Foreign Policy

There Was a “Sonic Attack” In Another Country

JM Ashby
Written by JM Ashby

The Trump regime has used the so-called and unexplained "sonic attacks" on American diplomatic personnel in Cuba as an excuse to roll back the normalization of relations established under President Obama, but another similar attack recently occurred on American foreign service members on the other side of the globe.

CBS News reports that a United States Agency for International Development (USAID) employee and his wife were hit by a similar attack in the former Soviet state of Uzbekistan.

In September, the officer and his wife reported, according to one source familiar with the incident, what may have been at least one acoustic attack similar to those experienced by the diplomats in Havana. [...]

Now, two U.S. security sources say the September incident in Tashkent raises concerns Russia may be involved, and could have had a hand in the attacks targeting U.S. government personnel in Cuba-another country where Russia has also exerted growing influence.

"The Russians have been rebuilding their relationship—it deteriorated dramatically after the end of the Cold War," according to William Leogrande, a foreign policy professor at American University who focuses on Cuba. Now, "They have a strong presence in Cuba and an historic relationship with Cuban intelligence that might give them the kind of freedom to operate that would provide an opportunity."

The State Department is saying very little about the attack in Uzbekistan, but that's hardly surprising. They've said virtually nothing about the attacks in Cuba or identified a culprit. We only know about these incidents thanks to the diligent reporting of the Associated Press, Reuters, and other networks.

Like many other others, I suspected the Russians were responsible for the attacks in Cuba as they're the only country with the technology, spycraft, and motive for undermining our relations with Cuba.

In the near future I expect we'll learn that the Trump regime knew all along that Cuba couldn't have been responsible for the original attacks but used the attacks as a pretext to dump our relations anyway. I can't imagine that would surprise anyone.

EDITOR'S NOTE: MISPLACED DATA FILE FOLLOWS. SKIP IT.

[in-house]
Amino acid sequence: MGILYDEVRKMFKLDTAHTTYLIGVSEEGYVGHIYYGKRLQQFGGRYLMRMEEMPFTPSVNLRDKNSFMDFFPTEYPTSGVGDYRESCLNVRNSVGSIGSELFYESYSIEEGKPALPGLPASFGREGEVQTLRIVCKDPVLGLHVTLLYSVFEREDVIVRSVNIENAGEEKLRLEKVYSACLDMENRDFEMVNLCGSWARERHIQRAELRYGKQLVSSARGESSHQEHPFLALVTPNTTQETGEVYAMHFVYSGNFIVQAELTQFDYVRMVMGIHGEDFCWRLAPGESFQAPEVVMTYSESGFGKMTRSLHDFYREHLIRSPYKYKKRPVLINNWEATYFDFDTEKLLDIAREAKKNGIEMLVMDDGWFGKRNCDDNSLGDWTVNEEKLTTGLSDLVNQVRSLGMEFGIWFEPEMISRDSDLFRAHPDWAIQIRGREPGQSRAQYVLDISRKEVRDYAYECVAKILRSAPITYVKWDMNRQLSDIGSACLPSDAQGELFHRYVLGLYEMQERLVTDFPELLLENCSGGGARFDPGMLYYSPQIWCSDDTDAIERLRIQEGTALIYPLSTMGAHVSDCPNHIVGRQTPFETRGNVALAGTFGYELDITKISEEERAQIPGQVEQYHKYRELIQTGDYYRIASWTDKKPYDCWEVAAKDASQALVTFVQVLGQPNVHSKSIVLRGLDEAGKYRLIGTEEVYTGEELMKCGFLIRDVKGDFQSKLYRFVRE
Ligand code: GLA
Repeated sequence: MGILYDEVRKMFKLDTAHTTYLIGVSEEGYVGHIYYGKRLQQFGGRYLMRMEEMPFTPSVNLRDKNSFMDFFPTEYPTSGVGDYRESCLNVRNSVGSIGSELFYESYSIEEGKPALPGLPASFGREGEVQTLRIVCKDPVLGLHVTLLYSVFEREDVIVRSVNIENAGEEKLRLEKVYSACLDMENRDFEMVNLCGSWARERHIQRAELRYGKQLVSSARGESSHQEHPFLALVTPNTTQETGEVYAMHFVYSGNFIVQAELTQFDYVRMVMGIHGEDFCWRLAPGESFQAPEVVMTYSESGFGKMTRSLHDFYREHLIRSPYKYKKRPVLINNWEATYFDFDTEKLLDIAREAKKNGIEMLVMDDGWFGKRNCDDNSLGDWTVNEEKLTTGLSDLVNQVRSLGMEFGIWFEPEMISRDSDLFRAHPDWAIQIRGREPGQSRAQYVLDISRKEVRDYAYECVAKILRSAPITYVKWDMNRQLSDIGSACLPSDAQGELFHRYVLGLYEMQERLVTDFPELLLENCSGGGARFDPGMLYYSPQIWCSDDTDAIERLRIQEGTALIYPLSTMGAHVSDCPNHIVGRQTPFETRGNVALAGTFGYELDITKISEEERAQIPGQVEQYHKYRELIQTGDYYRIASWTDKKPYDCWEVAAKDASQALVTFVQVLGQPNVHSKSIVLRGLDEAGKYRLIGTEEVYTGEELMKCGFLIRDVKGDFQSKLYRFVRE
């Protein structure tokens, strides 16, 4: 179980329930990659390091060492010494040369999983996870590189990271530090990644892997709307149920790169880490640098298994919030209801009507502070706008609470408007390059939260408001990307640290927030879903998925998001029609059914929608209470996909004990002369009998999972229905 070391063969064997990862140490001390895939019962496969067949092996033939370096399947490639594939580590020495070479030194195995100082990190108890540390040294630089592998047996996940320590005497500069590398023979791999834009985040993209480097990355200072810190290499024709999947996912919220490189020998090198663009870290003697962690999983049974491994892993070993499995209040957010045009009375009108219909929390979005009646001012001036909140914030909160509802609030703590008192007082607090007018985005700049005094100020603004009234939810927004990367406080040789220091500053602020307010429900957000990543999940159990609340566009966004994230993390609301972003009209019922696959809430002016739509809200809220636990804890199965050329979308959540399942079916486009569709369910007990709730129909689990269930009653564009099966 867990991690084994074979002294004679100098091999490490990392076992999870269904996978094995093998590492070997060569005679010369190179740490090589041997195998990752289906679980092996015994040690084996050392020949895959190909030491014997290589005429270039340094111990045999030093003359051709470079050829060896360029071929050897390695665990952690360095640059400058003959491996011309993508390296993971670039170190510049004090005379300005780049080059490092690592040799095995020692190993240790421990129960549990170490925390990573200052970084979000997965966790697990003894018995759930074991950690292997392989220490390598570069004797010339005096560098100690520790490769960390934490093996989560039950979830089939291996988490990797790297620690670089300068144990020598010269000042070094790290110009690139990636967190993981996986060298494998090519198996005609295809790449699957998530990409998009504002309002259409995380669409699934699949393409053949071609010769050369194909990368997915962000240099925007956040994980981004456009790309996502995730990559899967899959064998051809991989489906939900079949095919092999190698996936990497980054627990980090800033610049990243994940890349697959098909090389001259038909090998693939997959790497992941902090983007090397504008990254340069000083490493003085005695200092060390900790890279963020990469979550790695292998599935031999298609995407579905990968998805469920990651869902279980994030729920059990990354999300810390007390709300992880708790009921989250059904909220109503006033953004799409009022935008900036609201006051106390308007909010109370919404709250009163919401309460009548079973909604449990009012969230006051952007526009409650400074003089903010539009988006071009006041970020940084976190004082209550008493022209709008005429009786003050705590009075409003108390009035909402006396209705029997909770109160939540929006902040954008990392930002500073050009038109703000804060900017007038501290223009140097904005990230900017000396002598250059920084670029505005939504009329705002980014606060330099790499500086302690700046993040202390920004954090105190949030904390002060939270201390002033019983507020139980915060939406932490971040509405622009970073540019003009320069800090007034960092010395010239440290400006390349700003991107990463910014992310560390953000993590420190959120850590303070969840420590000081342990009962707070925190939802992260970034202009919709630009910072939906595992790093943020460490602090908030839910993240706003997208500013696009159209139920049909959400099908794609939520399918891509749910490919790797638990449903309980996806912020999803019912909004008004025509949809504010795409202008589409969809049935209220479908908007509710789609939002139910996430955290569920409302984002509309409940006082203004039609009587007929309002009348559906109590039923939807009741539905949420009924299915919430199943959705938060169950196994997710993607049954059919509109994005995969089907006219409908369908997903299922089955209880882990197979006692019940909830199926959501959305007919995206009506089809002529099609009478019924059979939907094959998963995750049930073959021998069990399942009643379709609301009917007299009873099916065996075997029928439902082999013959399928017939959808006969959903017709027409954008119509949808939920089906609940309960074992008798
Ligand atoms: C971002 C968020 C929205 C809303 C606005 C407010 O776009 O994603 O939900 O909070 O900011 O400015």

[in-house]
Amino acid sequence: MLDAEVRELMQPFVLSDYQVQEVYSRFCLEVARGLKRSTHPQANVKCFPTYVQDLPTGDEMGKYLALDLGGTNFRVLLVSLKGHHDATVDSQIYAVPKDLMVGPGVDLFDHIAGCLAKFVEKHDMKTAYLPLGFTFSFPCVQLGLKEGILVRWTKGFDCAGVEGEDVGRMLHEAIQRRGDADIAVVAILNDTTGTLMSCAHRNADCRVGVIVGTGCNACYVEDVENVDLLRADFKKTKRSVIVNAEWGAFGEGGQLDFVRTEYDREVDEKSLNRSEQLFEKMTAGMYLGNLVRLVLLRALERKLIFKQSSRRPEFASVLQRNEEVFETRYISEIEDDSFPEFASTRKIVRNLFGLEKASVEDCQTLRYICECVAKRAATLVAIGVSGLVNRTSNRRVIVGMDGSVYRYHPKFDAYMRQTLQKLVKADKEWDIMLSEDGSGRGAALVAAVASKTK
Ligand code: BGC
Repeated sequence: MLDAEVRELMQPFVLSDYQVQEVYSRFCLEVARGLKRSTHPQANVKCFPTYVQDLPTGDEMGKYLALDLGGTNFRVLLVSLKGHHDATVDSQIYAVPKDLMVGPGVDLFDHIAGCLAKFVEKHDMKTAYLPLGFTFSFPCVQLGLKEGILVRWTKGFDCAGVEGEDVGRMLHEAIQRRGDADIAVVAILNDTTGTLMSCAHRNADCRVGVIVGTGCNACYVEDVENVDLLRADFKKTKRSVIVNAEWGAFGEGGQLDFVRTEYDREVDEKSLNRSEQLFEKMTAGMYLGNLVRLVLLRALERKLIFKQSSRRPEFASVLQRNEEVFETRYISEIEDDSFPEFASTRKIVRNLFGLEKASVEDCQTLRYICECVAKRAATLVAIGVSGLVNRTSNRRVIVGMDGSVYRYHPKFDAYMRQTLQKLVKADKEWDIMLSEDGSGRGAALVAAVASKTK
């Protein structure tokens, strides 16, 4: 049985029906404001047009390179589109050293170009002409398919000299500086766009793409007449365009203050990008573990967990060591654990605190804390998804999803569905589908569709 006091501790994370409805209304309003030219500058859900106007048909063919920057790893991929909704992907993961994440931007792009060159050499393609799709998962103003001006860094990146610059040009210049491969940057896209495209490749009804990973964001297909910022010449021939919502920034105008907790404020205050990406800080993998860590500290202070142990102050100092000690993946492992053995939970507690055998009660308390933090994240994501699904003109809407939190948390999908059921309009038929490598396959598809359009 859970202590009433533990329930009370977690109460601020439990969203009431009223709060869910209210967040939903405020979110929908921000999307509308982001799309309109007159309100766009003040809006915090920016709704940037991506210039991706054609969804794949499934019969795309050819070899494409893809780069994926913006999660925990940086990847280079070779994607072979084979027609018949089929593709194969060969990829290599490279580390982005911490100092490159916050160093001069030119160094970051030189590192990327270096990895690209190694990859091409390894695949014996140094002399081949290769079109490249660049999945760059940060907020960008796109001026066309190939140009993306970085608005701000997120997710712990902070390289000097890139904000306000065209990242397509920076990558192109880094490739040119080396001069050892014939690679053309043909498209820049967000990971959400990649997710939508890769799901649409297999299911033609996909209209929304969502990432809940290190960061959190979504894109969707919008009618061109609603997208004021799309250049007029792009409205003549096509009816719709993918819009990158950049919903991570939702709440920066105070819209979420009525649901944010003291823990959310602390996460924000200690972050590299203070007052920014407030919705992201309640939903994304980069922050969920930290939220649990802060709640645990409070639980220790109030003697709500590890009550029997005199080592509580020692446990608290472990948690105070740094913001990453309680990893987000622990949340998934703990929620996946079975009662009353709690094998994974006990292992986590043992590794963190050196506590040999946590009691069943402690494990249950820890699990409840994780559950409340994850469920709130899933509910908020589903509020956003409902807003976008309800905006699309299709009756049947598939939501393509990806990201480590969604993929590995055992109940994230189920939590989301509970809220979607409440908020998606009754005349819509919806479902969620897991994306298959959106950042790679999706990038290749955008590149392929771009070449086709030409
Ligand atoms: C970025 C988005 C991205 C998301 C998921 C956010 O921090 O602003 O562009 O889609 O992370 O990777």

• muselet

    I don’t doubt that Vladimir Putin’s Russia doesn’t want US government agencies operating within its sphere of influence. I also don’t doubt that Russian intelligence services would play dirty to chase USAID out of Uzbekistan.

    I do doubt there were “sonic attacks” in either Havana or Tashkent. As I mentioned before, I have seen no explanation for how the reported symptoms could have been caused by infrasonic or ultrasonic sounds. I’m willing to be convinced, but for now, “sonic attacks” is just as nonsensical as “chemtrails” as an explanation for, well, anything.

    Something seems to have happened to the USAID employee and his wife, and I sincerely hope they recover quickly. However, that “something” was unlikely to have been having sound waves directed at them.

    –alopecia

    • JMAshby

      That’s why I wrote that they’re “so-called” sonic attacks. The most well-founded (I think) theory I’ve read about whatever device is being used to do it is a microwave emitter of some description. I think they’re called “sonic attacks” because the victims all report hearing noises, but the noises were likely caused by microwaves beamed directly at their heads which the brain interpreted as a sound.

      I expect we’ll get a solid explanation at some point or an explanation may already exist which isn’t being shared with us. Right now all we have is theories.

      • muselet

        It is certainly possible to focus microwaves, but holy cats! The safety considerations are pretty scary.

        Besides which—and here I freely admit I’m not a physicist and this is my layman’s understanding (real experts, please chime in)—microwaves are electromagnetic radiation and as such obey the inverse-square law: the energy at a point is inversely proportional to the square of the distance to the source (double the distance and the energy decreases by a factor of 4). Unless Russian intelligence agents placed a microwave weapon in someone’s home or office, the weapon would have to generate an unreasonably powerful beam in order to have any effect on a person at a distance, almost certainly powerful enough to knock birds out of the trees along the way, not to mention frying most electronic devices. Phenomena like that would likely attract some attention.

        And since microwaves excite water molecules, anyone getting zapped would suffer excruciating pain from their skin getting steamed from the inside out. Also, any metal objects in the path of the beam—eyeglass frames, for example, or dental fillings—would also heat up very quickly and painfully.

        Again, my physics education ended after two semesters, long before exotica like focused EM radiation would have been on the syllabus. Still, color me unconvinced.

        Whatever may have happened in Cuba and Uzbekistan hasn’t been adequately explained, as far as I can tell.

        –alopecia

  • This abhorrent sabotage of the one chance we’ve had in 50+ years to mend relations with one of our closest neighbors just absolutely sickens me. And not for any reason that makes sense. Not for any strategic or moral advantage. Just because the black guy is the one who created this opportunity.

  • Badgerite

    Who could have predicted? Just about anybody who knows Putin. I wonder if he told trump about this in one of their private, no Americans allowed, meetings abroad? And this gives trump an excuse to abandon Cuba and let the Russians move back in. Thanks GOP.